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Retirement. Publishers, thank you for the many years of reading pleasure you gave me, but all good things must come to an end. Due to failing eyesight I am forced to retire. I can no longer review your books, and any that you send will be donated to the local library, unread. Do not send any more. I can only read for a couple hours every day, and this does not allow me to finish a book in reasonable time. I will be devoting time to my own books from now on, and reading on a personal level. Books that interest me. I prefer paperbacks and hardbacks, not eBooks. My eyesight has been failing the last few years, and I cannot handle hundreds of review books any more. My books are still available for review. Anyone interested in reviewing any of them, they are found in the Link to Tom’s Books On Amazon. Contact me for pdf copies at

Thursday, April 4, 2013

Who Is Killing The Great Capes of Heropa?

Southern Cross art by Paul Mason
(Sneak preview of an upcoming novel from Andrez Bergen, via Perfect Edge Books).)
 With this novel, we are taken into dystopian future Melbourne, Australia — the last city on Earth. Melbourne is not a nice place to be, a polluted, dangerous and divided place labouring under totalitarian rule, where citizens are just as likely to be ‘disappeared’ by the state as to succumb to some environmental hazard or crime.
But we visit this city only fleetingly — most of our time in the novel will actually be spent hooked up to an IV drip and electrodes, with our consciousness lodged firmly in a virtual world called Heropa. 
The contrast between Heropa and Melbourne forms a vivid counterpoint in the novel.
Where Melbourne is decaying, filthy and dying, perpetually steaming under an acid rain, the towers of Heropa positively gleam under cloudless skies. Think of a comic-book Manhattan of the 1930s, with elements of the ’40s, ’50s and occasionally the ’60s woven in for good measure and all ramped up Gotham-city-wise. Newsrooms bustle and buzz, the pavements are awash with swarming crowds of busy inhabitants, everyone wears hats, the women wear gloves and fitted dresses, all manner of fabulous vintage vehicles and trams ply the roads and heroes and villains do daily battle among the towers to gain the upper hand.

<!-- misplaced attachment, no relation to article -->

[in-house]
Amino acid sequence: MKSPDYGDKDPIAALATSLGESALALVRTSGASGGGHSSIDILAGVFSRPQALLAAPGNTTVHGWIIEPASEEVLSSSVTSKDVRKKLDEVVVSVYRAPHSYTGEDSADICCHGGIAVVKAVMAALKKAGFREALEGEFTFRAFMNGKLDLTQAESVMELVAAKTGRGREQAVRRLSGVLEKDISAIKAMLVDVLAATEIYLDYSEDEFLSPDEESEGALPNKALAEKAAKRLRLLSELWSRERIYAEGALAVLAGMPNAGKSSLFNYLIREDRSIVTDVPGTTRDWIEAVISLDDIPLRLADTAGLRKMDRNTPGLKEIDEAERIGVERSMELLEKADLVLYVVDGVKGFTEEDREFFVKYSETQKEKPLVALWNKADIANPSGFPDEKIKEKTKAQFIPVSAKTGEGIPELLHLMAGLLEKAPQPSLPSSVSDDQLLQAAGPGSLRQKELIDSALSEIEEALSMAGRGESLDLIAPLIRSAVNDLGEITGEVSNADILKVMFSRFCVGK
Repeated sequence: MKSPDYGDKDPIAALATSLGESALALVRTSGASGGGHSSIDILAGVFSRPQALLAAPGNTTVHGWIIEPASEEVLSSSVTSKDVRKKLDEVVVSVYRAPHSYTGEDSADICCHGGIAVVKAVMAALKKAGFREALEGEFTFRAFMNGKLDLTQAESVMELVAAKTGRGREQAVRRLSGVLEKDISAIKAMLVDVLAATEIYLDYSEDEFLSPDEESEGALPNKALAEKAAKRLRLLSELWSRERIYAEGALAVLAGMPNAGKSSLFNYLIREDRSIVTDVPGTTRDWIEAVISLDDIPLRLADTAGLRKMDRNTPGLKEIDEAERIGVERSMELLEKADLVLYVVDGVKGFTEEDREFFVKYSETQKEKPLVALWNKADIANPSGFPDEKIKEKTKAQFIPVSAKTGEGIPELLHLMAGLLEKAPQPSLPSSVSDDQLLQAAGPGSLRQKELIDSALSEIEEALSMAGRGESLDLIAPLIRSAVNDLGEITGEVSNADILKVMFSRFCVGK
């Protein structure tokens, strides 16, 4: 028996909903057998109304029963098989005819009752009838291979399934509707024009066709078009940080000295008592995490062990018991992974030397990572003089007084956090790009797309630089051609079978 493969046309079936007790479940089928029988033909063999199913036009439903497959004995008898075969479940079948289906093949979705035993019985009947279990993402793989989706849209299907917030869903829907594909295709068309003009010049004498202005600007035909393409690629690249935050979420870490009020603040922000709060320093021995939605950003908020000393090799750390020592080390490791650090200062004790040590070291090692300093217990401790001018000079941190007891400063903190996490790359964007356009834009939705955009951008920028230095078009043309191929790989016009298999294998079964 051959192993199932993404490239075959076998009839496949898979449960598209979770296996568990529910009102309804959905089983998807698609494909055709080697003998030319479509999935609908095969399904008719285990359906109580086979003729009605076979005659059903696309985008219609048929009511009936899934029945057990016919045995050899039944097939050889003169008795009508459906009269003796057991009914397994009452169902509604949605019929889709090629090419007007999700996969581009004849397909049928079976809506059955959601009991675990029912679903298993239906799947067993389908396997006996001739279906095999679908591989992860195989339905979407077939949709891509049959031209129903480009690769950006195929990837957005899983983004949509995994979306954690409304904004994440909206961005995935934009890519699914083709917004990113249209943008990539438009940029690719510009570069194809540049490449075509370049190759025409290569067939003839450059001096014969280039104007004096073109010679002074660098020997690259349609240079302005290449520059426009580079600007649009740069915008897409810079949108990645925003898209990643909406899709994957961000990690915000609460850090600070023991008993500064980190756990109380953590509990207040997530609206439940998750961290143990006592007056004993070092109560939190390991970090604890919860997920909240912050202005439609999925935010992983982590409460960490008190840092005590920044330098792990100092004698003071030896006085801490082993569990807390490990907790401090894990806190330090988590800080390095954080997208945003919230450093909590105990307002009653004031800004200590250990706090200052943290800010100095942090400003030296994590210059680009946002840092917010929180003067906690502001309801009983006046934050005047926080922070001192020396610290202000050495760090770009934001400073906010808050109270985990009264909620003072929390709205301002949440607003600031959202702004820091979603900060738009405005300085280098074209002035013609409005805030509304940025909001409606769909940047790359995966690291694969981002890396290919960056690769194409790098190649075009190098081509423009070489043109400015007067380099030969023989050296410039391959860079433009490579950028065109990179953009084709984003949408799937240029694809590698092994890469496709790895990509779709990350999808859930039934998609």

Heropa is a city filled with two classes of being: the Capes, who are heroes or villains — real people hooked in via remote link — and blandos, or phonies... apparently sentient humans who form the vast majority of the world’s population. These are artificial people with a small ‘p’ tattooed between their shoulder blades, and who go about their daily business as alternatively beneficiaries or victims of the struggle between the Capes.
Bullet Girl art by JGMiranda

The Capes are the main event in the city, and their battles and stoushes frequently extinguish numerous blando lives and destroy much property, only to have everything snap back into place at the midnight ‘reset’, ready for another day. The battles between the Capes are something of a ritualised affair; not so much in earnest as in a grand tradition of move and counter-move, the comic-book-like destruction staying within some predefined limits. That’s the theory, at any rate.
But something has gone wrong in Heropa.
The reset has stopped working, and injury and damage are becoming permanent. For the first time, Capes are being killed, violently obliterated in Heropa, and left as brain-dead husks in Melbourne.
The novel follows fifteen-year-old protagonist and comic-book afficionado Jack, known in Heropa as the hero Southern Cross, as he weaves his way through the city, attempting with his fellow heroes (the Equalizers) to determine who is killing the great Capes of Heropa — while trying to avoid being killed themselves.
In this case, we get to know the young Jack from before he enters Heropa; we first spend time with him in Melbourne, a poignant and solitary existence, his family imprisoned by the state, where he wrings as much joy out of a cache of comic books as he can. We go with him as he is introduced into an adult world — albeit a strange, virtual world, where he wears a skin-tight costume and mask on his muscled virtual adult body.
We follow Jack as he then finds companionship in an unexpected quarter, in such contrast to his solitary and neglected life in Melbourne, and we also get to know his fellow Equalizers as they emerge in the narrative as characters with hearts and minds, despite their flamboyant comic-book appearance. 
And then there’s the sideways exploration of the nature of artificial intelligence. Can we fall in love with someone who is not real? What does it mean to be ‘real’ anyway? The questions raised remain tantalisingly unanswered.
Pretty Amazonia art by Juan Saavedra

With thanks to Marcus Baumgart @ The Ink Shot
Look out for this novel later in 2013.

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